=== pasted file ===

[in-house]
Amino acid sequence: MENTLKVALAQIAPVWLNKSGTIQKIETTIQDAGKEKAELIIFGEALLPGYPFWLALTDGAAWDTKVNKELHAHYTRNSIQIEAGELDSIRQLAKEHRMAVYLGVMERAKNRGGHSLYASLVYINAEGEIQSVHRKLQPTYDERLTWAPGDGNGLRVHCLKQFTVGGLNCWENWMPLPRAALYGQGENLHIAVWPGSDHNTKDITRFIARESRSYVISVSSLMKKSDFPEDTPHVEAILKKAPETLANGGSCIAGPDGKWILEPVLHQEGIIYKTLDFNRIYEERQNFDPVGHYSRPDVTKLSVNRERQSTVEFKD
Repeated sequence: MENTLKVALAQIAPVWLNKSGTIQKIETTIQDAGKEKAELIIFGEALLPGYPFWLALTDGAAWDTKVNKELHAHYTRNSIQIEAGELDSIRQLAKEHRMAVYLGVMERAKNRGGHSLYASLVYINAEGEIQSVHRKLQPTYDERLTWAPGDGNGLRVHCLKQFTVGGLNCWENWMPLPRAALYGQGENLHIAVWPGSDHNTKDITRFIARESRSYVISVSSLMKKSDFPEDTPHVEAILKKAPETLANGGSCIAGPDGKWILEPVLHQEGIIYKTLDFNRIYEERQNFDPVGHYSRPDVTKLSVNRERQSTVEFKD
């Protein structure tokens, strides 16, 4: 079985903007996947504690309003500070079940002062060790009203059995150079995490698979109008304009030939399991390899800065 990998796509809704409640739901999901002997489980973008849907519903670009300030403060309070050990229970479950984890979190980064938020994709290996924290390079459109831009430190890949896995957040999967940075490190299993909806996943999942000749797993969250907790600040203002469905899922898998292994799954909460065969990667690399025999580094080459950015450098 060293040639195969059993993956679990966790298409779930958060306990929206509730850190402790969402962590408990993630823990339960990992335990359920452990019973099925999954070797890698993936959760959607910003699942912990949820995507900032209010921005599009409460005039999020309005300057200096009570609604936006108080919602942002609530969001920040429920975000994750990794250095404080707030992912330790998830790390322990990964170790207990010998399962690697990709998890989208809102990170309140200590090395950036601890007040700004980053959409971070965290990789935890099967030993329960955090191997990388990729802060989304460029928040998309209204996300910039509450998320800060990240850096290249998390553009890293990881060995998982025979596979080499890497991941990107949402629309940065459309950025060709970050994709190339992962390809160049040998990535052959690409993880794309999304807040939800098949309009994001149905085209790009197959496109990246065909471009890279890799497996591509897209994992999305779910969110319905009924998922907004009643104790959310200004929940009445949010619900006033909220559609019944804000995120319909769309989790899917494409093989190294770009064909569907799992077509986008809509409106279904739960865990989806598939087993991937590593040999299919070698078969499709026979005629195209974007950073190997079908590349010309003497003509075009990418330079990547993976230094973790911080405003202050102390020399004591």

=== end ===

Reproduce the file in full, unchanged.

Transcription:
[in-house]
Amino acid sequence: MENTLKVALAQIAPVWLNKSGTIQKIETTIQDAGKEKAELIIFGEALLPGYPFWLALTDGAAWDTKVNKELHAHYTRNSIQIEAGELDSIRQLAKEHRMAVYLGVMERAKNRGGHSLYASLVYINAEGEIQSVHRKLQPTYDERLTWAPGDGNGLRVHCLKQFTVGGLNCWENWMPLPRAALYGQGENLHIAVWPGSDHNTKDITRFIARESRSYVISVSSLMKKSDFPEDTPHVEAILKKAPETLANGGSCIAGPDGKWILEPVLHQEGIIYKTLDFNRIYEERQNFDPVGHYSRPDVTKLSVNRERQSTVEFKD
Repeated sequence: MENTLKVALAQIAPVWLNKSGTIQKIETTIQDAGKEKAELIIFGEALLPGYPFWLALTDGAAWDTKVNKELHAHYTRNSIQIEAGELDSIRQLAKEHRMAVYLGVMERAKNRGGHSLYASLVYINAEGEIQSVHRKLQPTYDERLTWAPGDGNGLRVHCLKQFTVGGLNCWENWMPLPRAALYGQGENLHIAVWPGSDHNTKDITRFIARESRSYVISVSSLMKKSDFPEDTPHVEAILKKAPETLANGGSCIAGPDGKWILEPVLHQEGIIYKTLDFNRIYEERQNFDPVGHYSRPDVTKLSVNRERQSTVEFKD
């Protein structure tokens, strides 16, 4: 079985903007996947504690309003500070079940002062060790009203059995150079995490698979109008304009030939399991390899800065 990998796509809704409640739901999901002997489980973008849907519903670009300030403060309070050990229970479950984890979190980064938020994709290996924290390079459109831009430190890949896995957040999967940075490190299993909806996943999942000749797993969250907790600040203002469905899922898998292994799954909460065969990667690399025999580094080459950015450098 060293040639195969059993993956679990966790298409779930958060306990929206509730850190402790969402962590408990993630823990339960990992335990359920452990019973099925999954070797890698993936959760959607910003699942912990949820995507900032209010921005599009409460005039999020309005300057200096009570609604936006108080919602942002609530969001920040429920975000994750990794250095404080707030992912330790998830790390322990990964170790207990010998399962690697990709998890989208809102990170309140200590090395950036601890007040700004980053959409971070965290990789935890099967030993329960955090191997990388990729802060989304460029928040998309209204996300910039509450998320800060990240850096290249998390553009890293990881060995998982025979596979080499890497991941990107949402629309940065459309950025060709970050994709190339992962390809160049040998990535052959690409993880794309999304807040939800098949309009994001149905085209790009197959496109990246065909471009890279890799497996591509897209994992999305779910969110319905009924998922907004009643104790959310200004929940009445949010619900006033909220559609019944804000995120319909769309989790899917494409093989190294770009064909569907799992077509986008809509409106279904739960865990989806598939087993991937590593040999299919070698078969499709026979005629195209974007950073190997079908590349010309003497003509075009990418330079990547993976230094973790911080405003202050102390020399004591």